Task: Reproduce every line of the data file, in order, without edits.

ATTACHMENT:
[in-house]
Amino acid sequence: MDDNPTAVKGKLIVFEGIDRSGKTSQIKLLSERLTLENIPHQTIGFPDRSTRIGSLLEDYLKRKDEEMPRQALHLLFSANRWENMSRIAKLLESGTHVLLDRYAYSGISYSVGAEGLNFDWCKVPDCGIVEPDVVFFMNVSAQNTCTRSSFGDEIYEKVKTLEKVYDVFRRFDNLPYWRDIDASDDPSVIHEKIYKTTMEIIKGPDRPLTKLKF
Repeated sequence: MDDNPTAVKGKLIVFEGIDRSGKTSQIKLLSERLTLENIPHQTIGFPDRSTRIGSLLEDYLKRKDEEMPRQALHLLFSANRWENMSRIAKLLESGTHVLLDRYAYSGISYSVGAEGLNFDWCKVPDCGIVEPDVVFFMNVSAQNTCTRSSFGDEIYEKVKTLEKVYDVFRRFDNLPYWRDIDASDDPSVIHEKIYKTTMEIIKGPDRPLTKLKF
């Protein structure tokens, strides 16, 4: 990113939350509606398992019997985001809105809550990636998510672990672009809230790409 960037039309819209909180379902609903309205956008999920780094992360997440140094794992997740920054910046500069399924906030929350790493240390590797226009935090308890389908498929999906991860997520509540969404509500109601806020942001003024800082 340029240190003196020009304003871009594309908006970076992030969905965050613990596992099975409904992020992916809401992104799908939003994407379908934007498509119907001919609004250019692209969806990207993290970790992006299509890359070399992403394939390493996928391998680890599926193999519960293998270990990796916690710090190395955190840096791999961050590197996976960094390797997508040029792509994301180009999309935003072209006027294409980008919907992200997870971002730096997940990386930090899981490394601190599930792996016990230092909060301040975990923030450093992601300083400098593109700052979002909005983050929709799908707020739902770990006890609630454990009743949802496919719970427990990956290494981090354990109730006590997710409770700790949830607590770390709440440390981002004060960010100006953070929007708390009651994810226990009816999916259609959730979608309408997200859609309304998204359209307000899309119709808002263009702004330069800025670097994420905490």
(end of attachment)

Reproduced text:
[in-house]
Amino acid sequence: MDDNPTAVKGKLIVFEGIDRSGKTSQIKLLSERLTLENIPHQTIGFPDRSTRIGSLLEDYLKRKDEEMPRQALHLLFSANRWENMSRIAKLLESGTHVLLDRYAYSGISYSVGAEGLNFDWCKVPDCGIVEPDVVFFMNVSAQNTCTRSSFGDEIYEKVKTLEKVYDVFRRFDNLPYWRDIDASDDPSVIHEKIYKTTMEIIKGPDRPLTKLKF
Repeated sequence: MDDNPTAVKGKLIVFEGIDRSGKTSQIKLLSERLTLENIPHQTIGFPDRSTRIGSLLEDYLKRKDEEMPRQALHLLFSANRWENMSRIAKLLESGTHVLLDRYAYSGISYSVGAEGLNFDWCKVPDCGIVEPDVVFFMNVSAQNTCTRSSFGDEIYEKVKTLEKVYDVFRRFDNLPYWRDIDASDDPSVIHEKIYKTTMEIIKGPDRPLTKLKF
């Protein structure tokens, strides 16, 4: 990113939350509606398992019997985001809105809550990636998510672990672009809230790409 960037039309819209909180379902609903309205956008999920780094992360997440140094794992997740920054910046500069399924906030929350790493240390590797226009935090308890389908498929999906991860997520509540969404509500109601806020942001003024800082 340029240190003196020009304003871009594309908006970076992030969905965050613990596992099975409904992020992916809401992104799908939003994407379908934007498509119907001919609004250019692209969806990207993290970790992006299509890359070399992403394939390493996928391998680890599926193999519960293998270990990796916690710090190395955190840096791999961050590197996976960094390797997508040029792509994301180009999309935003072209006027294409980008919907992200997870971002730096997940990386930090899981490394601190599930792996016990230092909060301040975990923030450093992601300083400098593109700052979002909005983050929709799908707020739902770990006890609630454990009743949802496919719970427990990956290494981090354990109730006590997710409770700790949830607590770390709440440390981002004060960010100006953070929007708390009651994810226990009816999916259609959730979608309408997200859609309304998204359209307000899309119709808002263009702004330069800025670097994420905490």